manorum magistri removissent, tantum possem in te dicere quantum in litteris invenissem: nunc, decreto isto facto litterisque remotis, tantum mihi licet dicere quantum possum, tantum iudici suspicari quantum velit. Dico te maximum pondus auri, argenti, eboris, purpurae, plurimam vestem Melitensem, plurimam stragulam, multam Deliacam supellectilem, plurima vasa Corinthia, magnum numerum frumenti, vim mellis maximam Syracusis exportasse: his pro rebus quod portorium non esset datum, litteras ad socios misisse L. Canuleium, qui in portu operas 177daret. Satisne magnum crimen hoc videtur? Nullum, opinor, maius. Qui id defendet Hortensius? Postulabit ut litteras Canuleii proferam? Crimen eius modi nisi litteris confirmetur inane esse dicet? Clamabo litteras remotas esse de medio, decreto sociorum erepta mihi esse istius indicia ac monumenta furtorum. Aut hoc contendat numquam esse factum, aut omnia tela excipiat necesse est. Negas esse factum? Placet mihi ista defensio; descendo; aequa enim contentio, aequum certamen proponitur. Producam testes, et producam plures eodem tempore; quoniam tum cum actum est una fuerunt, nunc quoque una sint; cum interrogabuntur, obligentur non solum iuris iurandi atque existimationis


Against Verres II ii

with those records as agreed by the tithe-contractors, I should be able to accuse you only of such misconduct as I had found actually recorded; as it is, that resolution having been carried and the records made away with, it is open to me to say the worst I can of you, and to each member of this court to suspect the worst he will of you. I assert that you exported from Syracuse a great weight of gold, silver, ivory, and purple fabrics, a great deal of Maltese cloth and tapestries, a quantity of Delian wares, a large number of Corinthian vessels, a large quantity of corn and an immense amount of honey; and that Lucius Canuleius, the agent for harbour business, wrote to his company complaining that no export tax had been paid on these goods. Does this177 seem a serious enough charge? I can conceive none more serious. What defence to it will Hortensius make? Will he demand that I should produce this letter from Canuleius? Will he maintain that a charge of that kind is harmless unless backed by documentary evidence? I reply indignantly that the documents have been done away with, that by the resolution of the company the tokens and records of that man’s pilferings have been snatched from my hands. Either he must contend that this never happened, or he must be ready to face every such assault. Do you say it did not happen? Good, that is the line to take; I am ready for you; here is a fair field for us, and no favour. I will now bring forward my witnesses; and I will bring forward a number of them together; they were with one another when the thing was done, let them be so now. When they are examined, they will be bound to speak truth, not only by the risk of perjury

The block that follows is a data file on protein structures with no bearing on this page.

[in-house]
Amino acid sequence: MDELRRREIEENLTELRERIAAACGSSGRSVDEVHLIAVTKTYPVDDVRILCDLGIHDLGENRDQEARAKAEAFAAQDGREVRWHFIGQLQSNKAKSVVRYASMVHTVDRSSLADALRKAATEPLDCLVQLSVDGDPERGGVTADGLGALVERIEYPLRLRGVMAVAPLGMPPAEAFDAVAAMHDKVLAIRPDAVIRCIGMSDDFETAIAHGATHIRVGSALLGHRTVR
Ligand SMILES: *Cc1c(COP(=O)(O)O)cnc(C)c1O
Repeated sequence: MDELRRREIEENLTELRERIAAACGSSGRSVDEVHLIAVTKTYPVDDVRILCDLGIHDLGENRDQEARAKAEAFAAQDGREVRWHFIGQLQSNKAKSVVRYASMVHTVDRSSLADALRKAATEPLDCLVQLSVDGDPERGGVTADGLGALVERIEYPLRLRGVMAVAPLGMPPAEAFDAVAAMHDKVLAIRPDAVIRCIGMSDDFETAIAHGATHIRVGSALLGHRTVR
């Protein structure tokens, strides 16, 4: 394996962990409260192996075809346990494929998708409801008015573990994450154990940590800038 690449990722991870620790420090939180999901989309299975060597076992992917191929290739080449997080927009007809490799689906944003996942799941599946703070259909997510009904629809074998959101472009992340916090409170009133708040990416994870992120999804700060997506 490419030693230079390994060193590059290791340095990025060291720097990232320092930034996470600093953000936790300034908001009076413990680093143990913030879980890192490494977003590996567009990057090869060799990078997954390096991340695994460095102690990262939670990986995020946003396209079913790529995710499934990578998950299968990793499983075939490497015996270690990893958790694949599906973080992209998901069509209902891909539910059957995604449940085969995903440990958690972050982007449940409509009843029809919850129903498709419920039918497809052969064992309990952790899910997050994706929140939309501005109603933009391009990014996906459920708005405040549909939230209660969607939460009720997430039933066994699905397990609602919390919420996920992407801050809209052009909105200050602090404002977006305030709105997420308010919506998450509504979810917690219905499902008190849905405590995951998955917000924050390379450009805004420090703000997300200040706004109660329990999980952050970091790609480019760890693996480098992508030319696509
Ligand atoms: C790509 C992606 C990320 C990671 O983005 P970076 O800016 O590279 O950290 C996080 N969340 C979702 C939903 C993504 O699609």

DOI: 10.4159/DLCL.marcus_tullius_cicero-second_speech_verres.1928